Posted in Conservation, Creatures, Oh noes!

Guardianship update: 23rd August 2018 #3

As I said in my last post (#2), all hell had broken loose for me at that moment.  I was a failure.  The not too distant memory of two daily releases of two butterflies per day sat in stark contrast with what I had before me.

As my eyes darted back and forth between lid and sick bay, that’s when I realized the malformed chrysalis was literally bleeding out bright green goo.  There was no saving it now.  My heart sank, and I admit tears sprang to my eyes.

How could I have let this happen?

I sat down on the floor, and soon gingerly picked up the lid, relieved to see the other two chrysalis seemed neither damaged nor their cremasters broken.  The chrysalis that had rolled away, though, had its cremaster broken clean off.  There was nothing to even try to attach string to.  Now what would I do?

To make matters worse, the one that broke off was the only one that had received a name, from my partner.  Remember Junior?  Yeah, it was that one that had rolled away.  If I killed this one, somehow it would be worse.  (This is why naming them is a BAD IDEA in case you don’t already know such things.)

Meet Junior.

Junior had formed a chrysalis properly and all, so why couldn’t I help Junior make it to eclose?  Again, I was awash in total feelings of failure towards Junior and the now poor bereft of life deformed chrysalis in the sick bay.  R.I.P., little one.  I wish I could have done better for you.

I know to some, reading my lamentations are as laughable as someone keening over an accidentally overfed goldfish.  I am keenly aware of the monarchs’ odds.  1 in 100 now make it from egg to adult, healthy or otherwise.  Monarchs in general have decreased in numbers by 80% just within the last two decades.  (Thank you Monsanto and your genetically engineered crop seeds that are herbicide resistant for the bulk of that since those same seeds gave you a reason to sell more Roundup.  There is also Mexican logging that didn’t help eitherClimate change is another for a variety of reasons.)  Their population continues to dwindle even further.  Some more recently claim they are down 95% in the last 20 years, though I haven’t had an easy time of finding data to back that number up.   Whether down by 80% or down by 95%, there are a host of reasons they are in consideration to be entered into the Endangered Species list by 2019.

All of the above is why Monarch Guardianship is a growing movement.  This is why this year I was happy to find information about becoming one myself and have been trying to do my best.  Obviously, I need to do better.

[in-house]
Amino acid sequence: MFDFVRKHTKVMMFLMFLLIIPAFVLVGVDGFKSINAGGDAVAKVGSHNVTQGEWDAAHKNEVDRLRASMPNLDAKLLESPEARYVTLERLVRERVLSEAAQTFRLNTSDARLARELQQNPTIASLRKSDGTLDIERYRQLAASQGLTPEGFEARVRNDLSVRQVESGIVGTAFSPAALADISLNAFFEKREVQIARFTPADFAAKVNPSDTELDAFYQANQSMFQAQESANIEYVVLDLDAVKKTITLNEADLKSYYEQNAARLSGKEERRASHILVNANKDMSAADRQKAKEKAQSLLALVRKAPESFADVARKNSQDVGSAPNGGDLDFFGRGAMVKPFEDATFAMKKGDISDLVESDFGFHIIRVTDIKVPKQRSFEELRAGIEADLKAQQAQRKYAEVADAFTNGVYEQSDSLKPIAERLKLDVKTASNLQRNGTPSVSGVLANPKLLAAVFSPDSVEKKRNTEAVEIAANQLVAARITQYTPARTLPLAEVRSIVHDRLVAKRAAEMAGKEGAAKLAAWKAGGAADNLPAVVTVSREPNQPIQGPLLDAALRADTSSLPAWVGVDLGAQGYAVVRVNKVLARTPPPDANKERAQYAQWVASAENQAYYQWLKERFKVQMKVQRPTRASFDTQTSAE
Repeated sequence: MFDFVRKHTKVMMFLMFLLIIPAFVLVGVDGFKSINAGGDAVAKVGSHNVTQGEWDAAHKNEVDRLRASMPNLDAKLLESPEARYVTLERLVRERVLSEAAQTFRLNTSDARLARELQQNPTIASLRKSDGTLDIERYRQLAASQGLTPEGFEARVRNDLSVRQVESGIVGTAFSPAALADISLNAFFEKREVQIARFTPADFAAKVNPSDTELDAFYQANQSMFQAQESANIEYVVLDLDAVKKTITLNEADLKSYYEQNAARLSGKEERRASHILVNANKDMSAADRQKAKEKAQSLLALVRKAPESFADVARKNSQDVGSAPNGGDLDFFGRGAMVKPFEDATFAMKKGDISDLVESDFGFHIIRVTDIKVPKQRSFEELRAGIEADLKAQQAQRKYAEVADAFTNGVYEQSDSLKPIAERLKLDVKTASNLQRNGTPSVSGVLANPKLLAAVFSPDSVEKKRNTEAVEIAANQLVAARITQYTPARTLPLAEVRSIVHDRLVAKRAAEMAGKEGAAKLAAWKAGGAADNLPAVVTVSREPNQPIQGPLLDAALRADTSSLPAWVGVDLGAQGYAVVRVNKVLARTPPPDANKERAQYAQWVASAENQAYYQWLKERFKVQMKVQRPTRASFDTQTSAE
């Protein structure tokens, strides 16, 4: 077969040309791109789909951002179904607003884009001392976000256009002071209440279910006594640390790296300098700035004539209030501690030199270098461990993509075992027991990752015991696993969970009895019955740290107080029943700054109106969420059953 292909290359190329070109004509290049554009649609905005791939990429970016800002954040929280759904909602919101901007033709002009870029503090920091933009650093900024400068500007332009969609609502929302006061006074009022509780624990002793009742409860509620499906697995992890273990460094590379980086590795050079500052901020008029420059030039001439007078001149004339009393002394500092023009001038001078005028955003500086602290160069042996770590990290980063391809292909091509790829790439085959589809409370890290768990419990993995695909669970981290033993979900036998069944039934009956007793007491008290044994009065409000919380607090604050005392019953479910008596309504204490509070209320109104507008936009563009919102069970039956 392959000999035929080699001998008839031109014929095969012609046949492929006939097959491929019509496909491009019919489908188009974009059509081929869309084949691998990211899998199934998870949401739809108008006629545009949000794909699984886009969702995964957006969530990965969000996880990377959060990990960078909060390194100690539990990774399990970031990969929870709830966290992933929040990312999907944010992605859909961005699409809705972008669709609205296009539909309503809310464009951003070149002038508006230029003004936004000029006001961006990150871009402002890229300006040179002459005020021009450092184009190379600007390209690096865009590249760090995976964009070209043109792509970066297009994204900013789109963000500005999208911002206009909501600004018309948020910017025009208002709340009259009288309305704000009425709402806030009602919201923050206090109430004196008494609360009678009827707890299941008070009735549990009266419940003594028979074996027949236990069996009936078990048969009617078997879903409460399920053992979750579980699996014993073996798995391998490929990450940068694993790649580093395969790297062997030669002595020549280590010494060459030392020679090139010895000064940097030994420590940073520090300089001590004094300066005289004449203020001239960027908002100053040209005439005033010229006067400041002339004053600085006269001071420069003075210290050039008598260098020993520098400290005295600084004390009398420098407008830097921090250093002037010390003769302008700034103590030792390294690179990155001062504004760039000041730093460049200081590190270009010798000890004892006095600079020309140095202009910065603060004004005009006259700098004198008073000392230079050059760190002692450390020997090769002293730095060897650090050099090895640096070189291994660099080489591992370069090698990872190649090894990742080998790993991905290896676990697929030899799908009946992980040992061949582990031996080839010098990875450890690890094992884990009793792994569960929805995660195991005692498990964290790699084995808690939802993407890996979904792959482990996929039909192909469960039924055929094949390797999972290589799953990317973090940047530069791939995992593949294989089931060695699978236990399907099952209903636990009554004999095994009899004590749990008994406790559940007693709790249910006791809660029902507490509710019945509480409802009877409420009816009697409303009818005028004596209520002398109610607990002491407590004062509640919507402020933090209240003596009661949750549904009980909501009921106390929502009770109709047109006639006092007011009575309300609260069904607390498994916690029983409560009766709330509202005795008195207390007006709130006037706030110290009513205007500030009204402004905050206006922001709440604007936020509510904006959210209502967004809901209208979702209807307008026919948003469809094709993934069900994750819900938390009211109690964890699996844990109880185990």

Getting back to dealing with the result of panicked thinking, though…

I can’t recall in what order the following happened, whether I next cleaned up the now mostly empty empty of goo shell and all that remained of the fallen malformed chrysalis was (the goo part had turned black–something I don’t know if that is linked to potential trouble it had, or just nature taking its course once a chrysalis smashes and leaks); or if I tried to figure out how I might tape the “cap” of the chrysalis to thread, but the tape wasn’t sticking to the chrysalis and glue seemed totally out of the question; or if I set the tank back up first once I had assessed what I had done by not putting the lid back on.  Some might have even happened after what I’m about to recall doing around that time or not too.

At some point in/around all that, I did go back to my computer to write my local monarch mentor, at which point I realized I failed to send my initial e-mail.  So instead I asked about what to do with a chrysalis with a broken cremaster (only I called it a stem because I hadn’t learned the word yet).  She wrote back that from what she knew, especially if the chrysalis was already hardened, they could develop just fine on their side.  So there was hope.  She remarked she felt the want to keep the top the top, which I wrote back to say I felt the same.  Yet this presented a problem, because if you try to prop it up, it slides.  If you were to, say, cut a hole in something to keep it upright, then the butterfly might not be able to eclose.

Image below is the view of the top of the chrysalis that I took much later that day.  They are really slick, and do not want to be propped up!  It just kept sliding downwards.

Epic fail. It's like landing on
When I realized there was no way to hang this, I felt like the worst monarch guardian ever.

Eventually I padded the paper towel with more folded paper towels on either side to help it stay at least a bit more “upright” than not, while allowing space at the bottom for the monarch to eclose out as it would normally.  Considering I knew Junior was closer to eclosing than not, I wasn’t worried about any sort of breach birth, if such a thing even exists for monarchs.

Sorry for lousy image. Best I could do.
Tape, which is holding well.

For the other two chrysalises that were on milkweed veins, I cut portions of the stems they are on and taped them to the side of the tank instead of the mesh top.  As you can see here.

Had I somehow thought to finish the keeper cleanup before I secured the malformed one to the mesh, I would have done this to the lid instead.  This is why I said in my opener to the first post of this series that we might have lost all six.  What really saved the three on the lid was the fact that the lid flipped over when it fell.  Had it fallen straight down, they might not have fared so well, even in their hardened state.  I suspect Junior’s cremaster broke because that chrysalis was almost right up against the lid lip edge, and could have bounced hard against it, rather than the two in the middle of the softer mesh.

I think I covered the aftermath of all hell breaking loose in full.   If something is missing, or you have questions, feel free to comment.

Next up is how the five survivors are faring now.


Care to share thoughts on this?